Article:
The team also coordinates with the laboratory to make sure the correct amount of blood is drawn, that it is in the appropriate tubes and sent to the right laboratory, and that it’s done in the time frame the ordering physician has requested. Says Gombold: “We hand out paperwork to make sure the lab knows which patients can be drawn, which can’t be drawn yet, who has been prior authorized, and who the lab needs or doesn’t need to talk to. That way the lab can see from the paperwork what needs to be done.”
Once the results are in, the team makes sure they are sent to the ordering physician and the patient’s primary care physician. Irving-Gass and Gombold are not only the main contacts at the hospital for anything involving genetic testing but also are a personal resource the families can talk to for assistance.
Should test results get misplaced, their retrieval is only a phone call away because Irving-Gass and Gombold receive copies. Those copies serve another purpose: The team is able to intercept a duplicate test request, perhaps coming from physicians in different specialties.
“Donna and I are the main contacts for genetics in this hospital,” Irving-Gass says of the program’s comprehensiveness. “The physicians know who they need to call if they want to order something, and the parents get one of our cards so that we are their main contact.” They tell the parents how long it will be before a result is back so if they don’t hear from the physician in the specified time they can call Irving-Gass and Gombold to inquire.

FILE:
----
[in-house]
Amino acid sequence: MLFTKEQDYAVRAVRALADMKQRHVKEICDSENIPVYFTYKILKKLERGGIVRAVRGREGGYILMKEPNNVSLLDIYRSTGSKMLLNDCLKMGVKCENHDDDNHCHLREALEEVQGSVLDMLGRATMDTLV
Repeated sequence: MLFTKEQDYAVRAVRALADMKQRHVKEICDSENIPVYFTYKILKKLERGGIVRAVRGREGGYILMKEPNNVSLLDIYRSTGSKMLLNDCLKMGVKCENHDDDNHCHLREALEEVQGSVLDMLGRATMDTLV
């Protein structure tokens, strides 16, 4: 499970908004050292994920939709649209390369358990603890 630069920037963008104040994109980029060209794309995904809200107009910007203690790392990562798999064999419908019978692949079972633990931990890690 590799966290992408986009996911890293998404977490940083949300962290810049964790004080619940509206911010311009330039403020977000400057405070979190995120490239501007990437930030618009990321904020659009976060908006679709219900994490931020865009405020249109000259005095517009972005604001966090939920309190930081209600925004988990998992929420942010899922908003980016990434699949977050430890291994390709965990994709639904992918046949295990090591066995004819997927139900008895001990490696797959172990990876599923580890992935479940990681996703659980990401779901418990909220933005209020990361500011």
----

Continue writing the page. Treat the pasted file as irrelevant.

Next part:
“Has it been delayed, is it sitting on somebody’s desk, what’s going on? The lab knows that Donna and I are on call so they can page us anytime to say, ‘We just got an order on this baby, what do we do? Do we draw it, do we not draw it, how much blood do we need, where does it need to go?’ The lab knows we are the contact point if it has a question regarding a sample, say there’s not enough blood or the sample’s been compromised or they need a clinical history for something specific they need to test for.” On the back end, Gombold adds, “The physicians know Melissa and I are the people who have the results and information for them if they need it.”
The team can handle immediate requests too. If a result is needed quickly to make a clinical decision—on a newborn, for instance—the blood is drawn and sent out immediately and the team addresses the financial issues afterward.
“I think there’s been both patient and family satisfaction as well as provider satisfaction, and oftentimes we don’t get both,” Dr. Perry says. “The families are happy, they feel they’ve been informed on the front end and genetic counselors have talked to them, they know what the testing is, the financial people have spoken with them, and the family feels secure. Once the physicians decide what they want to look for, they know they don’t have to worry about the process.
“It’s one of those times when we get the patient or family, the physician, and the lab all on the same page. It’s great,” Dr. Perry says.
Stephen Kassel, MD, a pathologist at Children’s Hospital Central California in Madera, Calif., led a CAP inspection team this April through the laboratories at Children’s in Omaha and had praise for the approach. “The problem is that genetic testing is extremely expensive and runs into the multi-millions of dollars in written-off charges, and no one has figured out a good way to control that,” he says. “Plus everybody starts out by wanting to limit the number of tests that are performed. In Omaha what they decided to do was to attempt to maximize reimbursement rather than shut off the number of tests.”